The Haunting of Briar Manor (The Anomaly Hunters)

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Caught White-Handed

Camellia received the text from Preston a moment after reaching the bottom of the stair room: “livibg roo”.

She translated for herself and booked it for the living room, thankful its path wasn’t too crazy. The door opened just as she reached it, and though she didn’t see anybody there, she grinned. “Hey there, Casper.”

There was a pause, and Camellia noticed the foot-shaped depressions in the carpet walking quickly away from her — the same flat shapes she saw in the pool room and in the snow. She followed after them and watched as they disappeared onto the hardwood floor behind the bar. “Sorry, Jameson,” she muttered before she pulled the bag of flour out of her pocket and threw it into the air in front of her. Most of it settled on an invisible, human-shaped figure.

The TV entryway opened and Preston tumbled out of it. He saw the now half-visible figure beside Camellia, and his eyes widened. “Ghost! Real ghost!”

“No.” Camellia turned to their ghost. “Whoever you are, show yourself. There’s no escaping now.”

This didn’t stop them. They attempted to run straight by Camellia, but she grabbed their flour-covered arm. With a defeated sigh, the ghost pushed Camellia off of themselves and, a second later, made themselves visible.

In front of them now was Song Briar, flour covering her hair and the grey full bodysuit she had on. As if that wasn’t stylish enough, she had decided to complete the look with a nasty scowl in Camellia’s direction. “Stupid anomaly hunters,” she murmured angrily.

“Hold on — you’re actually the ghost?” Preston said. “Aren’t you, like, twelve?”

“And?” Song said, folding her arms. “What difference does it make? Not like I’m the ghost anymore, since you two ruined all the fun.”

“What you were doing was dangerous,” Camellia said. “It had to be stopped.”

“I never intended on hurting anybody!” Song said indignantly.

“You threw a pool ball at my head,” Preston pointed out.

“Irregardless of what intentions you had,” Camellia said, “that suit is clearly an anomaly of some sort, and anomalies are not toys to play around with. What is it, anyway?”

Song shrugged. “I dunno. I’ve just been calling it an invisibility suit.”

“How’d you get it?” Preston asked.

“It belonged to a friend of Dad’s. He dragged us along to this stupid dinner party a few months ago — which I didn’t want to go to, anyway — and I got really bored, so I wandered off. I found this room full of all sorts of gadgets, including this suit. When I found out what it could do, I took it. I thought it would be a perfect way to annoy Dad.”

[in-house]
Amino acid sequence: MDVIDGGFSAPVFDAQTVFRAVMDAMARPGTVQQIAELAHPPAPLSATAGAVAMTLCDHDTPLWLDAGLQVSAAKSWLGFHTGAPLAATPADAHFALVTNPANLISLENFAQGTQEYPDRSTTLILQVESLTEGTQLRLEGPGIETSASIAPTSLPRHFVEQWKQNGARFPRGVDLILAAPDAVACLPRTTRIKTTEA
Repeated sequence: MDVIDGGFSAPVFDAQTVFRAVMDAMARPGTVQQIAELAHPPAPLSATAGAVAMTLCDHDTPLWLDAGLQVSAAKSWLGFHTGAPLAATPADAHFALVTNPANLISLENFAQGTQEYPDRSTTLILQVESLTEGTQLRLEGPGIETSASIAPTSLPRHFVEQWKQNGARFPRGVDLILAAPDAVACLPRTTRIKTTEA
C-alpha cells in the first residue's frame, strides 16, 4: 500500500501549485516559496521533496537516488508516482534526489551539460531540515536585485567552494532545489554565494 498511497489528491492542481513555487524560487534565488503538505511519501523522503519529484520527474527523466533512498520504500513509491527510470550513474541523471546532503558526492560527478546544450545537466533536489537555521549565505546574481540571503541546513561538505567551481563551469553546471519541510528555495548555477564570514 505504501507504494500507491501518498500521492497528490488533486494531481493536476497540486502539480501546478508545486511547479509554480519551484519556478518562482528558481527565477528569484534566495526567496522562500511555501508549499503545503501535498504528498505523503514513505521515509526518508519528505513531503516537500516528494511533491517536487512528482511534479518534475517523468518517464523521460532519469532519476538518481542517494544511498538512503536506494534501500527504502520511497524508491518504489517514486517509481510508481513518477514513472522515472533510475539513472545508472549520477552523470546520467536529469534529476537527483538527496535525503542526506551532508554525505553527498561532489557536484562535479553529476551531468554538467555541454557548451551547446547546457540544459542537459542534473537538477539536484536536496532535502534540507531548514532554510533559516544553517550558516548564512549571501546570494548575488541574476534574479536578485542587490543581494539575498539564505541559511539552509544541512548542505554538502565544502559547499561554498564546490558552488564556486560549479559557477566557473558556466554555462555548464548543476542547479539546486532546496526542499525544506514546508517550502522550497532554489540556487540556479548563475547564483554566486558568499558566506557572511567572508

“Why would you want to annoy your father?” Camellia asked.

Song scoffed. “Because he annoys me. Ever since Mom died, he’s paid so little attention to us. Always tells Jameson to do the things that he should be doing. And when he did offer any of us attention, it was always Hulin and Veronica or Qiu and Rosie. No in-between.”

Camellia glanced down at her feet. There was flour on the tips of her boots. “I can see how that would be frustrating.” She looked back up at Song. “But we still have to tell your dad what happened. And you have to give that suit back.”

Song pouted. “I know.”

Camellia nodded her head toward the door. “Why don’t you go get cleaned up and change out of that suit? Then, come find us back here and we’ll go talk to your Dad.”

Song started toward the still-open door of the living room.

“Oh, and, Song?”

She stopped but didn’t turn to face Camellia.

“Pro tip: talking is a much easier way to solve problems like that.”

Song hesitated and left the room without a reply. The room remained silent for another ten seconds.

Preston pointed at the floor behind the bar. “You made a mess.”

“You don’t say.” Camellia bent down to rub the flour off her shoes.

“You know,” Preston said, coming around to the other side of the bar, “I think this is the first time I’ve seen a color on you that wasn’t black.”

“Ha, ha. Get me a wet paper towel; I don’t want to make Jameson clean this up.”

Preston listened and pulled two sheets of paper towel off the roll, running them under the faucet. He handed them to Camellia and she got to work cleaning the floor. He then got a second towel for himself and helped her out.

Hulin entered the room. “Camellia? Oh, and Preston, hey. Uh, Camellia — I found what stopped our movie.” He held up a small black flashdrive.

She stood. “And we found who put it there.”

Hulin paused. “Wait — seriously? You guys found the ghost?”